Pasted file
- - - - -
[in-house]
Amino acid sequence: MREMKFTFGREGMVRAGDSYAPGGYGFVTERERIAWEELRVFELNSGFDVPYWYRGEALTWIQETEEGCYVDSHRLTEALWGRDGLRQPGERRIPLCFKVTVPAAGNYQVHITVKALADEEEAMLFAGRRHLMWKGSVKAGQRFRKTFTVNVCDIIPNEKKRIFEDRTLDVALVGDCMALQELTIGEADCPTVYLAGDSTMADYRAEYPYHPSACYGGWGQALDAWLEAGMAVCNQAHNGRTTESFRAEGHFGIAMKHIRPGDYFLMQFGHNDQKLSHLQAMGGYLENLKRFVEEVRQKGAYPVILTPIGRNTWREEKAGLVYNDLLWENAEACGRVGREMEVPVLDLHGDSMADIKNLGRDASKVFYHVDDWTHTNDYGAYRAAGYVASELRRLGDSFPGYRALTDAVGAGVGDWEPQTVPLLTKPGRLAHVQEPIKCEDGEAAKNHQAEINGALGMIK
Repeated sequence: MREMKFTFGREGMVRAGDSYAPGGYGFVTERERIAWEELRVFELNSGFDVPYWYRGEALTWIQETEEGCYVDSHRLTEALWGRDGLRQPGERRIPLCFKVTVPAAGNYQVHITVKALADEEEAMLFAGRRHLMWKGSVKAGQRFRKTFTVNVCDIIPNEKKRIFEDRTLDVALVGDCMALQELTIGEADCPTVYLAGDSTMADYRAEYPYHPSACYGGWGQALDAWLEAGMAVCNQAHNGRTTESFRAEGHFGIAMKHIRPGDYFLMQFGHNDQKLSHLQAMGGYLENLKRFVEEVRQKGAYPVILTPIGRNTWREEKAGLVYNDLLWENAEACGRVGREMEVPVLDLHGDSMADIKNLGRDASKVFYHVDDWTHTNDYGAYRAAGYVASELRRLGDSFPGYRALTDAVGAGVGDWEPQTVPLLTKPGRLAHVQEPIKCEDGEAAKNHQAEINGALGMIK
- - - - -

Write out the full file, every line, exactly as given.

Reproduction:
[in-house]
Amino acid sequence: MREMKFTFGREGMVRAGDSYAPGGYGFVTERERIAWEELRVFELNSGFDVPYWYRGEALTWIQETEEGCYVDSHRLTEALWGRDGLRQPGERRIPLCFKVTVPAAGNYQVHITVKALADEEEAMLFAGRRHLMWKGSVKAGQRFRKTFTVNVCDIIPNEKKRIFEDRTLDVALVGDCMALQELTIGEADCPTVYLAGDSTMADYRAEYPYHPSACYGGWGQALDAWLEAGMAVCNQAHNGRTTESFRAEGHFGIAMKHIRPGDYFLMQFGHNDQKLSHLQAMGGYLENLKRFVEEVRQKGAYPVILTPIGRNTWREEKAGLVYNDLLWENAEACGRVGREMEVPVLDLHGDSMADIKNLGRDASKVFYHVDDWTHTNDYGAYRAAGYVASELRRLGDSFPGYRALTDAVGAGVGDWEPQTVPLLTKPGRLAHVQEPIKCEDGEAAKNHQAEINGALGMIK
Repeated sequence: MREMKFTFGREGMVRAGDSYAPGGYGFVTERERIAWEELRVFELNSGFDVPYWYRGEALTWIQETEEGCYVDSHRLTEALWGRDGLRQPGERRIPLCFKVTVPAAGNYQVHITVKALADEEEAMLFAGRRHLMWKGSVKAGQRFRKTFTVNVCDIIPNEKKRIFEDRTLDVALVGDCMALQELTIGEADCPTVYLAGDSTMADYRAEYPYHPSACYGGWGQALDAWLEAGMAVCNQAHNGRTTESFRAEGHFGIAMKHIRPGDYFLMQFGHNDQKLSHLQAMGGYLENLKRFVEEVRQKGAYPVILTPIGRNTWREEKAGLVYNDLLWENAEACGRVGREMEVPVLDLHGDSMADIKNLGRDASKVFYHVDDWTHTNDYGAYRAAGYVASELRRLGDSFPGYRALTDAVGAGVGDWEPQTVPLLTKPGRLAHVQEPIKCEDGEAAKNHQAEINGALGMIK